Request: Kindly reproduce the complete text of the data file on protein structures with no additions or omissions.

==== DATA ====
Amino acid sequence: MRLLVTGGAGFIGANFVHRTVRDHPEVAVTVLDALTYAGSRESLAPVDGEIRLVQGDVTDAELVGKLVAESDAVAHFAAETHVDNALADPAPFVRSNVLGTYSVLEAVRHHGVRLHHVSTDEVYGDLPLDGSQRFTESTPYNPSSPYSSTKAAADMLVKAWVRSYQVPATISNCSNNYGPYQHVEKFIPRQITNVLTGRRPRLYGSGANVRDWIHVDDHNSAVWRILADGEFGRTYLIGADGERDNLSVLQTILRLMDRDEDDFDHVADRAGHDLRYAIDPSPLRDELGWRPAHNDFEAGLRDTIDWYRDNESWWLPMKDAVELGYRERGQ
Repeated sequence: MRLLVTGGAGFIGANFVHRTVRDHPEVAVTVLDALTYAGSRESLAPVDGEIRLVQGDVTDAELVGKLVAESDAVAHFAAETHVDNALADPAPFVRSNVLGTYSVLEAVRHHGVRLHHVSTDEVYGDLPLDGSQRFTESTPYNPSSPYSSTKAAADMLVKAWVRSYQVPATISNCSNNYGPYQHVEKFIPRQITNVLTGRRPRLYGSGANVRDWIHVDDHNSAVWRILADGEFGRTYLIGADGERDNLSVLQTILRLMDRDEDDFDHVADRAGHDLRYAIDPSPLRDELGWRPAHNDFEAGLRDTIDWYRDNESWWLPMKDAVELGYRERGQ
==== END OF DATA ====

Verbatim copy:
Amino acid sequence: MRLLVTGGAGFIGANFVHRTVRDHPEVAVTVLDALTYAGSRESLAPVDGEIRLVQGDVTDAELVGKLVAESDAVAHFAAETHVDNALADPAPFVRSNVLGTYSVLEAVRHHGVRLHHVSTDEVYGDLPLDGSQRFTESTPYNPSSPYSSTKAAADMLVKAWVRSYQVPATISNCSNNYGPYQHVEKFIPRQITNVLTGRRPRLYGSGANVRDWIHVDDHNSAVWRILADGEFGRTYLIGADGERDNLSVLQTILRLMDRDEDDFDHVADRAGHDLRYAIDPSPLRDELGWRPAHNDFEAGLRDTIDWYRDNESWWLPMKDAVELGYRERGQ
Repeated sequence: MRLLVTGGAGFIGANFVHRTVRDHPEVAVTVLDALTYAGSRESLAPVDGEIRLVQGDVTDAELVGKLVAESDAVAHFAAETHVDNALADPAPFVRSNVLGTYSVLEAVRHHGVRLHHVSTDEVYGDLPLDGSQRFTESTPYNPSSPYSSTKAAADMLVKAWVRSYQVPATISNCSNNYGPYQHVEKFIPRQITNVLTGRRPRLYGSGANVRDWIHVDDHNSAVWRILADGEFGRTYLIGADGERDNLSVLQTILRLMDRDEDDFDHVADRAGHDLRYAIDPSPLRDELGWRPAHNDFEAGLRDTIDWYRDNESWWLPMKDAVELGYRERGQ